Which Medicines Can Worsen Asthma?

Medications that Make Asthma Worse

Woman looking at medication
Some medicines can worsen asthma. BSIP/UIG/Universal Images Group/Getty Images

When we think of triggers for asthma, the use of medicines for other medical problems doesn’t usually come to mind. Usually, medicines help a person’s medical conditions – doesn’t worsen them. However, there are some medicines that a person can take that can worsen asthma symptoms, or cause other respiratory symptoms such as coughing. Therefore, it is important that you inform each and every doctor that treats you about your asthma and other medical problems.

Beta-Blockers

Beta-blockers are commonly used medicines for the treatment of high blood pressure, heart arrhythmias and for the prevention of migraine headaches. They are also used in eye-drop form for the treatment of glaucoma. Beta-blockers act on certain receptors present on different organs throughout the body – resulting in decreased heart rate, blood pressure, and “pump function” of the heart. Unfortunately, beta-blockers have the opposite effect on the lung that albuterol does, and can result in constriction of the muscles around the airways. This has even been reported with the use of beta-blocker eye drops.

While newer beta-blockers are only supposed to act on the heart (termed “cardio-specific”), older beta-blockers are known to worsen asthma symptoms. In some cases, a person with asthma has a dire need for a beta-blocker. If this is the case, the person should ask their doctor for a cardio-specific version of a beta-blocker.

If asthma symptoms are still worsened, an inhaled medication with anti-cholinergic effects, such as ipratropium (Atrovent HFA) or tiotropium (Spiriva), may be helpful to counteract this problem.

Aspirin and Aspirin-like Medications

Aspirin and related medicines, termed non-steroidal anti-inflammatory medicines (NSAIDs), are commonly used medicines for the treatment of joint and muscle pain and inflammation, headaches, fever, as well as anti-platelet drugs for the prevention of heart attacks and strokes.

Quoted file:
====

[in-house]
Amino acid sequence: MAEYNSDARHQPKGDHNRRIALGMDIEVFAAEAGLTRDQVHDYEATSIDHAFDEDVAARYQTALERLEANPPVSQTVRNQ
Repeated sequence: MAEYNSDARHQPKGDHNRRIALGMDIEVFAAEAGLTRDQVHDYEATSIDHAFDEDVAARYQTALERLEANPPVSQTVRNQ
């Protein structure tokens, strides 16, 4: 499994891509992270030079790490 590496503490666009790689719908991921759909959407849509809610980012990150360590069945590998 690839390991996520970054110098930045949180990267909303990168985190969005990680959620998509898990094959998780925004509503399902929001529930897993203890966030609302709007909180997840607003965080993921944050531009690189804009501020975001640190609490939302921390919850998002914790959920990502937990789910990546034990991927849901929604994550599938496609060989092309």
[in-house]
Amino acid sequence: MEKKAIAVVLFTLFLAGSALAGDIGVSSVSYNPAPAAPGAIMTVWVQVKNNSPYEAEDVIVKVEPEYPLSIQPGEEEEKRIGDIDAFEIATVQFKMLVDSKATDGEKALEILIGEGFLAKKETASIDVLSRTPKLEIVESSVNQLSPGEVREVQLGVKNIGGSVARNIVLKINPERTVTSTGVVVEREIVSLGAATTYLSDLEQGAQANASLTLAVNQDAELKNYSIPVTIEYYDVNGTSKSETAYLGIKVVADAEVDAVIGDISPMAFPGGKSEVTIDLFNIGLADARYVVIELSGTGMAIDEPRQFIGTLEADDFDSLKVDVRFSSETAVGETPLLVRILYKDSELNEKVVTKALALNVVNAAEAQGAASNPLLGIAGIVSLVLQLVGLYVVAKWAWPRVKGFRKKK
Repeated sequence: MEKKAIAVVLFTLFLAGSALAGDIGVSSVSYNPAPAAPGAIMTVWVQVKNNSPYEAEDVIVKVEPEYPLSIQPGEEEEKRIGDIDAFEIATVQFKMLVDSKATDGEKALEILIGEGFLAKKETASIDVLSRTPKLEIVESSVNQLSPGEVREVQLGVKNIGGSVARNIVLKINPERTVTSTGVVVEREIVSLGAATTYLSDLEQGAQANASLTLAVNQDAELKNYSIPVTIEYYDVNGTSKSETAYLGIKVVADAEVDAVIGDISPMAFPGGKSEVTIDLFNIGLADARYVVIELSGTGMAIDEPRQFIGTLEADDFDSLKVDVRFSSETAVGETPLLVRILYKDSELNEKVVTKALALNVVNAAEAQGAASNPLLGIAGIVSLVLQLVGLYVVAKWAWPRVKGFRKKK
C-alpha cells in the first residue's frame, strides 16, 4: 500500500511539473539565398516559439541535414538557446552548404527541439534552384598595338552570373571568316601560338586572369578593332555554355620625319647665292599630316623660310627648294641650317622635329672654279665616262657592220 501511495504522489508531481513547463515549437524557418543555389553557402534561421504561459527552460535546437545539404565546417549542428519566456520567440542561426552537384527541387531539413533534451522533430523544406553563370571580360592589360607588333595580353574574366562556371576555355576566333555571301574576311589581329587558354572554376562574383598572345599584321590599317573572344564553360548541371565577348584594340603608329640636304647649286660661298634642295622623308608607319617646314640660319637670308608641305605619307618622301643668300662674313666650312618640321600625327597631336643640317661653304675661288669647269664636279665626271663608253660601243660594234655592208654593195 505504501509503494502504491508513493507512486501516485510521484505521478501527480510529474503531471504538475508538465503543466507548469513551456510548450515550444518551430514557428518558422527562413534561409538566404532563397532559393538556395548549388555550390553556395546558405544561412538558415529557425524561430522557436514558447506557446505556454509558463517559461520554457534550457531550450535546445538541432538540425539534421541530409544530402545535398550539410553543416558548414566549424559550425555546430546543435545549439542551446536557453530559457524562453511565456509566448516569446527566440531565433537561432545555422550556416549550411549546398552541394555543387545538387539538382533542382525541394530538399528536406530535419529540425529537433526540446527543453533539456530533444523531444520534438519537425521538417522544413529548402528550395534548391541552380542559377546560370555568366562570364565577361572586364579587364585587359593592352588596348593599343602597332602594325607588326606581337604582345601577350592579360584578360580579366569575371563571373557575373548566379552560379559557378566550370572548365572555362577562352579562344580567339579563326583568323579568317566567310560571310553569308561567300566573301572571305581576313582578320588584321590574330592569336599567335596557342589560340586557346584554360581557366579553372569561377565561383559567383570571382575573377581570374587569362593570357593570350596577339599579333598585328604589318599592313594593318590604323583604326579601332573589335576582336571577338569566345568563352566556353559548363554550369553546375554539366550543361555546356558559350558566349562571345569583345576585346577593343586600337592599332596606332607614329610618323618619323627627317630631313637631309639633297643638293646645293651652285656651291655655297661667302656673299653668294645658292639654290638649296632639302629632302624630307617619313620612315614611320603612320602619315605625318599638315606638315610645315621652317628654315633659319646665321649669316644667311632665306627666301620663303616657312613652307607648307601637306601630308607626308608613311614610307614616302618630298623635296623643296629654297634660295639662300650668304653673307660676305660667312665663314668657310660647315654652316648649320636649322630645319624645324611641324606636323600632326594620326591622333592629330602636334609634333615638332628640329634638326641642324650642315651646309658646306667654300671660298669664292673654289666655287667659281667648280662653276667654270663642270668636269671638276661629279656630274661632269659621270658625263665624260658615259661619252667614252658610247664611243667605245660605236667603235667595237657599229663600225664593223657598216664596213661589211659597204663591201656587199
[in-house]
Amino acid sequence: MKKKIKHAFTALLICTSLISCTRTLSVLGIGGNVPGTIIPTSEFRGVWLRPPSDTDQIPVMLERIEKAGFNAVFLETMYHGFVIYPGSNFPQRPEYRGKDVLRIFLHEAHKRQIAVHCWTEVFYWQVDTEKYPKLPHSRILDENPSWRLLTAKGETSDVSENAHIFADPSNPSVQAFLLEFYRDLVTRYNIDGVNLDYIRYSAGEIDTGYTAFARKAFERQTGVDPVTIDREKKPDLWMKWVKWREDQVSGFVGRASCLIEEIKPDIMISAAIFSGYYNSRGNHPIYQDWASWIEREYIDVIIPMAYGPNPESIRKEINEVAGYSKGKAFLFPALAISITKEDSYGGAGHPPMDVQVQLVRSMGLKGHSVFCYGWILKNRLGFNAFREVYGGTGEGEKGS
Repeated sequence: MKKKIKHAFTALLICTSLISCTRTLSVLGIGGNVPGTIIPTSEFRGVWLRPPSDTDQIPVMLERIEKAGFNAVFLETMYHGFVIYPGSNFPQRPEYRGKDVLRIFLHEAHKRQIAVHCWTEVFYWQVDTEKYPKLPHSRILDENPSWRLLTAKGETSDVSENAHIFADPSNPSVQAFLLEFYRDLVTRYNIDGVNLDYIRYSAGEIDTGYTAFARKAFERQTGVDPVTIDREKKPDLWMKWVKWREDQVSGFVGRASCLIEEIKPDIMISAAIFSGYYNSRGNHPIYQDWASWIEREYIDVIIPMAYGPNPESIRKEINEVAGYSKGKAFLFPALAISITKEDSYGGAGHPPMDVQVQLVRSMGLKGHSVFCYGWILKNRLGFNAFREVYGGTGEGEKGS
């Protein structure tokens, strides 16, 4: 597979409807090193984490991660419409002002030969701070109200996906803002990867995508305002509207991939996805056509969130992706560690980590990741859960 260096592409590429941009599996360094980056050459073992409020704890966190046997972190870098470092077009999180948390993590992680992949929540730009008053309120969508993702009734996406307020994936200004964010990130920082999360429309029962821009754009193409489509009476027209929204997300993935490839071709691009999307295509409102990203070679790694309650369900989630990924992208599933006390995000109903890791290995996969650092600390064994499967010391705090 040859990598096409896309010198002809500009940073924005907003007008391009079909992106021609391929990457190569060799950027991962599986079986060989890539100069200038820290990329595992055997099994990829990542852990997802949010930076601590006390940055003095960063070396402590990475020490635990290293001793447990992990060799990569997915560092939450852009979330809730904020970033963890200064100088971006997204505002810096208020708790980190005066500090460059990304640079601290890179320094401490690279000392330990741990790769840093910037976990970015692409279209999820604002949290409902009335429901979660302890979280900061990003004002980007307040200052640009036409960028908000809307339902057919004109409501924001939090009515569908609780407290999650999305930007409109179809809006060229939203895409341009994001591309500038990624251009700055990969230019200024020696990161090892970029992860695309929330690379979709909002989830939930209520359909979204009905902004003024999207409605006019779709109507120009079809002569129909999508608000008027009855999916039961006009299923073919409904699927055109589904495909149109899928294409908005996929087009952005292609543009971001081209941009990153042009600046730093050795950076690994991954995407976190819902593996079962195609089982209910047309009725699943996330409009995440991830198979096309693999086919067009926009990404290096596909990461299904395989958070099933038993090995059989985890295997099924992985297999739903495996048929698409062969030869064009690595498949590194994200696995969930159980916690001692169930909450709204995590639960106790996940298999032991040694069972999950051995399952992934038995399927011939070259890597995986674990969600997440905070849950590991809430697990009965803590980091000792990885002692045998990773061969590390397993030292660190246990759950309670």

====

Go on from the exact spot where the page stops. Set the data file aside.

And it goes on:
NSAIDs are available in many forms over-the-counter and by prescription. Some people have allergic reactions to NSAIDs, which can result in worsening of allergy and asthma symptoms, or urticaria/angioedema or even anaphylaxis. Approximately 10% of people with asthma can experience worsening asthma symptoms as a result of taking NSAIDs – this increases to 40% of people with asthma when nasal polyps are also present.

When an alternative to NSAIDs is needed, many people with NSAID-reactions can tolerate acetaminophen (Tylenol). If a stronger medicine with more anti-inflammatory effects is needed, celecoxib (Celebrex) is tolerated by many (but not all) people with NSAID allergy.

Angiotension Converting Enzyme Inhibitors (ACE Inhibitors)

ACE inhibitors are commonly used medicines for the treatment of high blood pressure and heart failure. Common generic-brand forms include lisinopril, ramipril, and many other forms ending in the letters “pril.” and However, some people have respiratory side effects from this class of medicine, with approximately 10% having a nagging, dry cough.

This cough can be mistaken for worsening asthma or other common causes of a cough. Generally, the cough will go away within a few weeks of stopping the ACE inhibitor. However, if the cough is severe, or the ACE inhibitor cannot be stopped, inhaled cromolyn (Intal) or nedocromil (Tilade) may be useful to treat an ACE inhibitor-induced cough.

Source:

Common Medicines Can Have Major Side Effects. Allergy and Asthma Issues. Winter 2009/2010. American Academy of Allergy, Asthma and Immunology Website. 

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